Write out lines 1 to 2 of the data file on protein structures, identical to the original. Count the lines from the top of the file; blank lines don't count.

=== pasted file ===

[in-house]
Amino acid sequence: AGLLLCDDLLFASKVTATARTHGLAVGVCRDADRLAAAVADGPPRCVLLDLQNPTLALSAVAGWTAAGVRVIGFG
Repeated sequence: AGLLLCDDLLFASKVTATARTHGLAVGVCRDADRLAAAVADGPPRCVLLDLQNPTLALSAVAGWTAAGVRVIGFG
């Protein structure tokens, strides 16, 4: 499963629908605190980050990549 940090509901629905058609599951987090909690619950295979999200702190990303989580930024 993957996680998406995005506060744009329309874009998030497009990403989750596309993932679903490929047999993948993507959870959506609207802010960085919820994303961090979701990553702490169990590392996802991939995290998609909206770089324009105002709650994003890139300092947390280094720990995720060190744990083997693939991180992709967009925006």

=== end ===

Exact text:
[in-house]
Amino acid sequence: AGLLLCDDLLFASKVTATARTHGLAVGVCRDADRLAAAVADGPPRCVLLDLQNPTLALSAVAGWTAAGVRVIGFG